Most transboundary overland pipelines consist of separate parts located on areas covered by the given state's sovereignty and their regime is therefore regulated by national laws. However, it is becoming increasingly common that the transboundary pipelines are regulated by multilateral agreements[5]. They provide for the parties' general obligations regarding pipeline construction, non-discnmmation in usage, etc.,[6] or even exact data regarding the delineation of the course for the laying of such pipelines[7]. The pipelines to be laid on the territory of another state for defense reasons require the permission of the state concerned[8].

Initially, a state's freedom to lay submarine cables was recognized in the 19th century. This was regulated for the first time in the Convention for the Protection of Submarine Cables from 18 84,[9] and recognized as one of the freedoms of the high seas in 1927 by the Institute de Droit International[10]". The legal regime for laying and protecting submarine pipelines was set in the Geneva Convention on the High Seas of 1958[11] and in the UNCLOS[12]. The coastal state shall have the right to set conditions for pipelines entering its territory or territorial sea, or to establish its jurisdiction over pipelines that are from other states under its jurisdiction[13]. Subject to its right to take reasonable measures for the exploration of the continental shelf, the exploitation of its natural resources and the prevention, reduction and control of pollution from pipelines, the coastal state may not impede the laying or maintenance of such cables or pipelines. The delineation of the course for the laying of such pipelines on the continental shelf is subject to the consent of the coastal state. The coastal state retains the right to establish conditions for pipelines entering its territory or territorial sea, and its jurisdiction over cables and pipelines constructed or used in connection with the exploration of its continental shelf, along with exploitation of its resources and the operations of artificial islands, installations and structures under its jurisdiction.

Outside the temtonal sea, states are free to lay submarine pipelines[14]. When laying submarine cables or pipelines, states shall due regard to pipelines already have in place[15]. In particular, the possibility to repair existing cables or pipelines shall not be prejudiced. In case of interruption or damage to a submarine pipeline by the owner of another submarine pipeline the repair costs incurred by the pipeline owners must be earned by him[16].The freedom to lay submanne pipelines - including the laying of new pipelines as well as repainng the old - as well as to enjoy other freedoms of the high seas shall be exercised by states with due regard to the interests of other states enjoying similar freedoms on the high seas and to those states' rights with respect to activities in the Area[17].

A state's nght to lay pipelines on the continental shelf and respectively on the sea bed of the exclusive economic zone is limited by the following nghts of the coastal state: to take reasonable measures for the exploration of the continental shelf, the exploitation of its natural resources, and the prevention, reduction, and control of pollution from pipelines[18] and the coastal state's consent for the delineation of the course for the laying of such pipelines on the continental shelf[19] In the areas where the Exclusive Economic Zone was established above the continental shelf the legal regime of continental shelf prevails. This applies except when the Exclusive Economic Zone exceeds the seaward limits of the continental shelf, as in such a temtory the regime of the high seas is applicable[20]".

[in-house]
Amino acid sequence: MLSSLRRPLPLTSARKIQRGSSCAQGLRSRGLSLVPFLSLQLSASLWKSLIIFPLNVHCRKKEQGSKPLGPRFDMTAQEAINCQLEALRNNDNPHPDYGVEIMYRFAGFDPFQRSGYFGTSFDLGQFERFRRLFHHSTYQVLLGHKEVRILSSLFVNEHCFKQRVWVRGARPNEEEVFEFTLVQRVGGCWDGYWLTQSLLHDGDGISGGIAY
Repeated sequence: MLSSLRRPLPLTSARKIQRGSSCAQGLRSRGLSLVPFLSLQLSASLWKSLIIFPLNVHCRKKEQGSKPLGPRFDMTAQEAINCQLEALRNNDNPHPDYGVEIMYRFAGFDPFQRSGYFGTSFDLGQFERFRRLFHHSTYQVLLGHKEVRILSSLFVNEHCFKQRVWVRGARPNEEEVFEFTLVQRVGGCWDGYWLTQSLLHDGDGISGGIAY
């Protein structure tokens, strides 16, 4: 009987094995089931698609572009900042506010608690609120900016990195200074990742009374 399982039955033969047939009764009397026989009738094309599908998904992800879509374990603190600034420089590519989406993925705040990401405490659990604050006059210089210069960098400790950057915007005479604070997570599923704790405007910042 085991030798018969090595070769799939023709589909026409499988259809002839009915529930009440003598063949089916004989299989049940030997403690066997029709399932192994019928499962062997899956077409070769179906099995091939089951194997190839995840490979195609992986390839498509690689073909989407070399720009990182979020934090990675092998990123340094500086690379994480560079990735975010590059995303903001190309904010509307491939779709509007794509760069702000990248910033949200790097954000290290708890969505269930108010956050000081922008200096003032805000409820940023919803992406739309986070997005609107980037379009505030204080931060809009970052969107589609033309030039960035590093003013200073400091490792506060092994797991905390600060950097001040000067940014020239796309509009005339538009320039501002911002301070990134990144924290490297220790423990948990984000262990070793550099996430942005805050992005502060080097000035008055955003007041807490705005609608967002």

The nght of the coastal state to take reasonable measures for the prevention, reduction, and control of pollution from pipelines[21] includes its nght to conduct an inspection and the imposition of safety standards[22]. The pipes require pumping stations for their proper functioning. A safety zone will therefore be created around them[23].

The mantime pipeline regime for the land-locked countnes is a special case. Land-locked states are those countnes which have no access to the sea coast. Their geographic location hampers their participation in world trade since they need to trade at a great distance from the sea, thus causing relatively high costs. Secunng free and unfettered access to the high seas is of great significance for the landlocked countnes, which in turn is connected with the transit issue. Both persons and property, which onginate from a land-locked state or shall amve at its temtory, must cross the territory of another state, which matter can cause numerous legal, political, and administrative difficulties.[24]

Not all international agreements that guarantee the freedom of transit extend to the nghts of landlocked countnes to lay pipelines, secunng the contractually preferential treatment of landlocked countnes. The Barcelona Convention and the Barcelona Statute on freedom of transit, the first which has provided for freedom of transit, does not apply to laying of pipelines. The Barcelona Convention and the Statute has a more general scope of application in companson to the New York Convention on Transit Trade of Landlocked States[25]. The latest, alongside traditional means of transport, includes rules for "other’ means of transport, including oil and gas pipelines, which shall be established by common agreement among the contracting states concerned, with due regard to the multilateral international conventions to which these States are parties[26]. UNCLOS, while defining the means of transport, states that landlocked states and transit states may, by agreement between them, include as means of transport pipelines and gas lines[27]. Also the GATT-agreement secures the transit right of the landlocked states[28] which may be exercised by state, and not private enterprises[29] ’. None of these provisions allowing the transit freedom for pipelines may be applicable to the Caspian Sea pipeline, since neither the Soviet Union itself, nor its successor states have ever become parties to these conventions. Therefore a particularly important role for the expansion of pipeline transit rights of the Caspian's landlocked countries is played by Energy Charter, which was signed in Lisbon on 17 December 1994 by all the states of the former Soviet Union. Its weakness lies in the fact that Russia has not ratified the Charter[30]".